The GBU last year used the Manuscript Bible Study method. We've moved this year to the (Observation, Interpretation, Application - same in French!) prepared questions method. Now, I had never really thought of MBS as bad - it just takes ages. In fact, I thought that I was using it in part in my Clifton SLOBS last year. That said, I don't think I've ever done a full MBS study. (With Clifton we used it with a suggested range of questions to consider until we arrived at a main teaching point and aim, and then went to suggested questions to use for the groups, because of time.) So I'd never considered what it actually is. My IFES team leaders here pointed out that what ends up being discussed is the points of the passage which most members find interesting. This may not be the emphasis of the passage. If the leader has prepared well, then it shouldn't be bad interpretation, but ultimately the group is in charge.

It struck me (acknowledging that I've been enjoying reading Vanhoozer's "Is there meaning in this text?") that this is essentially a postmodern hermeneutic: it dethrones the author (whether real or implied) and puts the reader in charge of meaning. Does the text itself have an intended meaning? Does it have an intended response?? These are rhetorical questions - responses would involve a dissertation the size of Vanhoozer's tome... but clearly the answer that MBS implies (even if it is used for better purposes) is that the reader is in charge of the text, its meaning, and the response. The author doesn't call for a response; rather, the reader responds to what the reader has decided of the text. Thus the reader conditions the text, rather than the text conditioning the reader.

As Christians, we have a resposability to be more careful readers than MBS allows/proscribes. We are made and redeemed to be in God's image: personal, communicating, responsable beings who act in covenant relationships with each other. We must be careful readers of each other's communication, and supremely careful readers of God's communication.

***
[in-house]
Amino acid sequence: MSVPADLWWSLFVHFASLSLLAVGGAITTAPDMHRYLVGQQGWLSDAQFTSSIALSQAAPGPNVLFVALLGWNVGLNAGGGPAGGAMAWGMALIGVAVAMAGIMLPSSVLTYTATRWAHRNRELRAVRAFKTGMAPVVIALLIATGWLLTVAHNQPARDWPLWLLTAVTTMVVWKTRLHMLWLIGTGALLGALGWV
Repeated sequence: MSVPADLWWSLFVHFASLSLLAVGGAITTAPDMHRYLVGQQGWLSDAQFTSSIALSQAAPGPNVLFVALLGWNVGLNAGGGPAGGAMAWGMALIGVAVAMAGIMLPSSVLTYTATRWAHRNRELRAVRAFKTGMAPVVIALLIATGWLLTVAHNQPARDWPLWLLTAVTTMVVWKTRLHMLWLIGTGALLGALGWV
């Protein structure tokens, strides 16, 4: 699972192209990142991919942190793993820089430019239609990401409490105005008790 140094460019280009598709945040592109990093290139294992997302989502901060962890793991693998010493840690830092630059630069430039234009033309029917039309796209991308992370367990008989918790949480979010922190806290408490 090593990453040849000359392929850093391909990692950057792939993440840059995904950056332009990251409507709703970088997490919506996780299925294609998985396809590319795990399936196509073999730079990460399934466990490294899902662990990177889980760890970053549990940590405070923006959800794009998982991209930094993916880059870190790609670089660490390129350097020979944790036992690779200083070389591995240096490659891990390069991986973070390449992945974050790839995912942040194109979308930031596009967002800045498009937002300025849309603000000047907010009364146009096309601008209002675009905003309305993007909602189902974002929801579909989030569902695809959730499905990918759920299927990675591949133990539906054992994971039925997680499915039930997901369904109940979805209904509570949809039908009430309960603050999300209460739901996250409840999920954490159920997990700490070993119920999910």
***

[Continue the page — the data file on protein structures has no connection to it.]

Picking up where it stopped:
Of course, OIA questions don't guarantee this, but would seem to more carefully consider that there is an author with intended meaning and intended response.

(Vanhoozer's thesis is that text is coventantal communicative action. He has a lot more to say about it, and further logs may follow: I'm loving it! There's a lot more to consider about how much the response produced is part of the meaning too, and to what extent the author is responsable for responses - I hope he'll say more in what I haven't yet read. That also has implications for the proposed UK law on incitement to religious hatred: none of us act as if deconstruction is true, but as if we are creatures of real communicative action!)

Come on, what's going on?

An informative post is a little overdue.

I'm now helping with Mons GBU, which is 1.5 hours from my place by public transport. The leader is Eunice, a lovely girl studying translation - so even sympathetic to my mistakes in French :) I enjoyed helping her prepare the Luke 2 study this week: took a long time and was hard work, but I think I was enjoying the privilege of being able to serve God in this way, studying his Word with a student, and her commitment to leading her group in doing so.

On the English-speaking international side of things, some Chinese students are very interested and some meeting up for Bible study, and on the francophone international side, having got a male team member to join me, I met up with a guy from Woluwe campus who's interested in discussing more, and we had a good time of discussion. He might go to the GBU group on that campus, and has borrowed a book on his main question :) I think he's searching for answers to avoid searching for God though. Not that that's surprising, given Romans 1. Pray that God would open his eyes to see his glory in Christ - that he would look to Christ as we tried to urge him, rather than looking to get a philosophical system sorted.

Thursday, 13 October 2005

Telegraph | Opinion | There's plenty of life left in the churches

"According to Brierley, the Churches that are growing are the ones which are orthodox but experimental: the Pentecostals and evangelicals, relaxed in style but strict in substance, liberal in all but doctrine and appealing not to liturgy but to grace."

Spotted in Telegraph opinion (well you wouldn't find it in the Guardian): what think ye?